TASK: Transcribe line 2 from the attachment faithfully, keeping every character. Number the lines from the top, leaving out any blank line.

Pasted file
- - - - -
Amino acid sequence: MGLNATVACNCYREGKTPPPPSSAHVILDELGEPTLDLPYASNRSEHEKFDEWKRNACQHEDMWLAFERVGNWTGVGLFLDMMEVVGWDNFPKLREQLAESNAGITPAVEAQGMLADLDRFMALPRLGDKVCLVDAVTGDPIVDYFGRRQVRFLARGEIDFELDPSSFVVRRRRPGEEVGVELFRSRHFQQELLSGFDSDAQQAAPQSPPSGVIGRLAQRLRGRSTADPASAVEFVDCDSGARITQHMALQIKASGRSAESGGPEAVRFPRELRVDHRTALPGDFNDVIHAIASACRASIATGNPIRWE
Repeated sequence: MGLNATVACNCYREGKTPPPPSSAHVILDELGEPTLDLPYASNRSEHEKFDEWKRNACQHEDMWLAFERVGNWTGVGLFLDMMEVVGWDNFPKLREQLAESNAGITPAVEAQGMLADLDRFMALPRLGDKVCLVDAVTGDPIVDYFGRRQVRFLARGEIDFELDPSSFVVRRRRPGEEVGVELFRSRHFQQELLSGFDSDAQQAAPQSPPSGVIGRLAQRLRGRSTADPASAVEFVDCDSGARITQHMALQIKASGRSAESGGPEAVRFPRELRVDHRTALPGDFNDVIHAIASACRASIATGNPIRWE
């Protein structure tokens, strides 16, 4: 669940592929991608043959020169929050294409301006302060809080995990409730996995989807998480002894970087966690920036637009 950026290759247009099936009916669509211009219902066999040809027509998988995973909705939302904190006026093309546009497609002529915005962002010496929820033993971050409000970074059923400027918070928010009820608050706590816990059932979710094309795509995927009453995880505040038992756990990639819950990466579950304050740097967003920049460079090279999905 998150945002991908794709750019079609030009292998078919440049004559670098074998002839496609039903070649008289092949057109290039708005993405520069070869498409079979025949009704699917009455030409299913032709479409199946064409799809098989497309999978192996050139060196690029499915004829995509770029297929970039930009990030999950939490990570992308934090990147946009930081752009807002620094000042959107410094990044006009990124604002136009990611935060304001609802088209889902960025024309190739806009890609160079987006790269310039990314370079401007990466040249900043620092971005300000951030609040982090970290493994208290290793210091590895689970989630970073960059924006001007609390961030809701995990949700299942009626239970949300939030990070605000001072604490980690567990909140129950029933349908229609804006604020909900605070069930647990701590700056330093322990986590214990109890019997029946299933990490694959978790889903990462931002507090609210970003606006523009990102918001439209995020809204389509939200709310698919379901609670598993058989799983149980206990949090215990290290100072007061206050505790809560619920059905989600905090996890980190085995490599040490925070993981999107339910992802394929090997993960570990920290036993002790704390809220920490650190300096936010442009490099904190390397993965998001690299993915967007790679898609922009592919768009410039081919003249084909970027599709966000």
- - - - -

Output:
Repeated sequence: MGLNATVACNCYREGKTPPPPSSAHVILDELGEPTLDLPYASNRSEHEKFDEWKRNACQHEDMWLAFERVGNWTGVGLFLDMMEVVGWDNFPKLREQLAESNAGITPAVEAQGMLADLDRFMALPRLGDKVCLVDAVTGDPIVDYFGRRQVRFLARGEIDFELDPSSFVVRRRRPGEEVGVELFRSRHFQQELLSGFDSDAQQAAPQSPPSGVIGRLAQRLRGRSTADPASAVEFVDCDSGARITQHMALQIKASGRSAESGGPEAVRFPRELRVDHRTALPGDFNDVIHAIASACRASIATGNPIRWE